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Left: a non-perfused liver, Right: a liver treated on the Liver4Life machineUSZ
A machine now exists that can keep a human liver alive, and even regenerate itself, outside of the body for an entire week.
Built by researchers from the University Hospital Zurich, ETH Zurich, Wyss Zurich, and the University of Zurich, the machine is a major breakthrough in transplantation medicine. It may save many lives of patients with liver disease or cancer.
Until now, livers could only be kept alive for up to 12 hours outside of the body.
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Using novel perfusion technology, the initial study showcased that six out of ten perfused human livers that were deemed unsuitable for transplant in Europe recovered to their full functionality within one week of being hooked up to the machine.
These livers have yet to be transplanted, but the fact that they can fully recover to be in good enough shape for transplantation is a huge moment in medical history.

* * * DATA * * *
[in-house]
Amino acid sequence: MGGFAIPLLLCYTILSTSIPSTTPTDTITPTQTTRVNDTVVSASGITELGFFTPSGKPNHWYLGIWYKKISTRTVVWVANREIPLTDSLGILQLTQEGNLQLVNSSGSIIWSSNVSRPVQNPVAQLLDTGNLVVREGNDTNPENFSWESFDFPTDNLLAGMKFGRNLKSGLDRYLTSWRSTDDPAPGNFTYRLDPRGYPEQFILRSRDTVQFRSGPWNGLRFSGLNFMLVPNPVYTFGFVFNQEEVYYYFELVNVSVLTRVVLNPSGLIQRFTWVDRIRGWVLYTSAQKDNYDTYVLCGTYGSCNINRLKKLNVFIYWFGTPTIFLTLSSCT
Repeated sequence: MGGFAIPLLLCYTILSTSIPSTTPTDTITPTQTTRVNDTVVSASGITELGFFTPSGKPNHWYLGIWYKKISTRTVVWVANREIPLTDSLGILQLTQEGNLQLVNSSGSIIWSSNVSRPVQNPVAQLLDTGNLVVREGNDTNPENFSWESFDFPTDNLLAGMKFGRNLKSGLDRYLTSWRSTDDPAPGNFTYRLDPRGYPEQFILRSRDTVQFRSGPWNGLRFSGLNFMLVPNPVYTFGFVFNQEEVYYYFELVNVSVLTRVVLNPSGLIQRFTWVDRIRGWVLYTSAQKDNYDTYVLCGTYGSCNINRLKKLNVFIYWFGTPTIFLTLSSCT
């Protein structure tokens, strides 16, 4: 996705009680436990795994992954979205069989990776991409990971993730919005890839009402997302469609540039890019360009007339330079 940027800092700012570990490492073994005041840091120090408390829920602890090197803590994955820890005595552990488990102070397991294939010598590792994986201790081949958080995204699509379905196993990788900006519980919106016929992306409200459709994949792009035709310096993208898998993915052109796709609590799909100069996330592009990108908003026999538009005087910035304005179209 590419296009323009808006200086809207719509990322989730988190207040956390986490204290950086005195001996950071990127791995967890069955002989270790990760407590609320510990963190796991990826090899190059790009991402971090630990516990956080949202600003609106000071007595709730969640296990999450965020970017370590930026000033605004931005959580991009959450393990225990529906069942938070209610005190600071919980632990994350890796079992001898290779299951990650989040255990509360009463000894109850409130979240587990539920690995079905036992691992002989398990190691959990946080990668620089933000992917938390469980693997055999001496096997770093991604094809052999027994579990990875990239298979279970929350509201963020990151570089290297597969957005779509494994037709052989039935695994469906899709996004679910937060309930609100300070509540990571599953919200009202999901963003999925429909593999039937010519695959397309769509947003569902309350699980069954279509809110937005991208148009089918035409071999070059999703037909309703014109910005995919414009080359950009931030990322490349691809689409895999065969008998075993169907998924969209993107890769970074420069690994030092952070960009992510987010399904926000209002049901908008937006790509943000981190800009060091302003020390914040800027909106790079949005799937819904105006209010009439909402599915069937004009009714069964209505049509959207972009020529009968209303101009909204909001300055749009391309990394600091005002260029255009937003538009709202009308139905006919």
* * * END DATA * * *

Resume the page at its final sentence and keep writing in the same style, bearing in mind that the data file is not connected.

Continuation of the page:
"The success of this unique perfusion system - developed over a four-year period by a group of surgeons, biologists, and engineers - paves the way for many new applications in transplantation and cancer medicine helping patients with no liver grafts available," explained Prof. Pierre-Alain Clavien, Chairman of the Department of Surgery and Transplantation at the University Hospital Zurich.
The machine, known as Liver4Life, to which the liver is attached, mimics body processes such as circulation, blood filtering, and movement.
The human liver is hooked to tubes in the machine that pumps oxygen-filled blood through it, as well as remove old blood from it. The removed blood then goes through a filtering dialysis system which removes waste — just like our kidneys do.
The machine keeps the liver at body temperature (37 degrees Celcius/98.6 degrees Fahrenheit), and removes bile from it.
The liver is kept 'moving' through an artificial diaphragm so it doesn't become damaged by the pressure of lying completely still.
It's an incredible device that has the potential to save many lives.
The news was published in the journal Nature Biotechnology on January 13.